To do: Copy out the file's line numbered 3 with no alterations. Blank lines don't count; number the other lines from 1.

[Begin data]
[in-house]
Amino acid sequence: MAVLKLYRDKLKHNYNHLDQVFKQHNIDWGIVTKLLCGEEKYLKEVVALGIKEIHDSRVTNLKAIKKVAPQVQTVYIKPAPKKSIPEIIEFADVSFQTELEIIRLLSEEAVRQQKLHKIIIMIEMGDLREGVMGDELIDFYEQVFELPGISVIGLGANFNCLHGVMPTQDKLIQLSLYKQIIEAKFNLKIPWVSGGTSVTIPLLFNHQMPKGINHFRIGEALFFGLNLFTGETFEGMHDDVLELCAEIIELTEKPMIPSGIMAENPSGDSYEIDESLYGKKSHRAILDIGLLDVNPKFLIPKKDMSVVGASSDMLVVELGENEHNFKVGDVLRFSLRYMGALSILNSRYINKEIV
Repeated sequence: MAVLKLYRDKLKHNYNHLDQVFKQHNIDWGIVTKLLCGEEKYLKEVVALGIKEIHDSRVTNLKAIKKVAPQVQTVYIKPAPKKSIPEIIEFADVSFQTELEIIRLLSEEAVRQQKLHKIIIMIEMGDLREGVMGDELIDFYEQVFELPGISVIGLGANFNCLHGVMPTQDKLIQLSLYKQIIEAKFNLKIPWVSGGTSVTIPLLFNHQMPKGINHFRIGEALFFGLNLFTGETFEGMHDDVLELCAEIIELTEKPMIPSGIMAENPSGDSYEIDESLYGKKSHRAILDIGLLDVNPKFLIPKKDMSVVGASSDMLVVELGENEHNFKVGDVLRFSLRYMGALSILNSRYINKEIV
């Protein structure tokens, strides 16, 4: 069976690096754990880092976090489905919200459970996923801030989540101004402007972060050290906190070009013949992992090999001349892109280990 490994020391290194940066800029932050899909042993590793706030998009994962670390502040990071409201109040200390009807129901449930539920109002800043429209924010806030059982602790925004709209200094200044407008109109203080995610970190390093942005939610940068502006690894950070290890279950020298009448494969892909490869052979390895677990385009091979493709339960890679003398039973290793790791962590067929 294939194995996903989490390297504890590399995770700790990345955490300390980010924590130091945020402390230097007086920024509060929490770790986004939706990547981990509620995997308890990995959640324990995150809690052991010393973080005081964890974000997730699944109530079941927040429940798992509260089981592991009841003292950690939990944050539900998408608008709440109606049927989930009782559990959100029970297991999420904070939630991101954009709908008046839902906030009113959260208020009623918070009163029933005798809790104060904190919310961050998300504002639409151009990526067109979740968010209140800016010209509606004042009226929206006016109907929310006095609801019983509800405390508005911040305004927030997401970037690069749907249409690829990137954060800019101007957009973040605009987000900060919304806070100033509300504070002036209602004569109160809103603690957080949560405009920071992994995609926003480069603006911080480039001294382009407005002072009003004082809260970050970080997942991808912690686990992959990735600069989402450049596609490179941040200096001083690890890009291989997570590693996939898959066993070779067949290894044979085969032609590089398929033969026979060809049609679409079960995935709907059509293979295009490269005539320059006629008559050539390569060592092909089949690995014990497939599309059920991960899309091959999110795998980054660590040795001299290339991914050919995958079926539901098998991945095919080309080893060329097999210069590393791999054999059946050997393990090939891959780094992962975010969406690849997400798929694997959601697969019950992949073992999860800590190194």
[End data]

Repeated sequence: MAVLKLYRDKLKHNYNHLDQVFKQHNIDWGIVTKLLCGEEKYLKEVVALGIKEIHDSRVTNLKAIKKVAPQVQTVYIKPAPKKSIPEIIEFADVSFQTELEIIRLLSEEAVRQQKLHKIIIMIEMGDLREGVMGDELIDFYEQVFELPGISVIGLGANFNCLHGVMPTQDKLIQLSLYKQIIEAKFNLKIPWVSGGTSVTIPLLFNHQMPKGINHFRIGEALFFGLNLFTGETFEGMHDDVLELCAEIIELTEKPMIPSGIMAENPSGDSYEIDESLYGKKSHRAILDIGLLDVNPKFLIPKKDMSVVGASSDMLVVELGENEHNFKVGDVLRFSLRYMGALSILNSRYINKEIV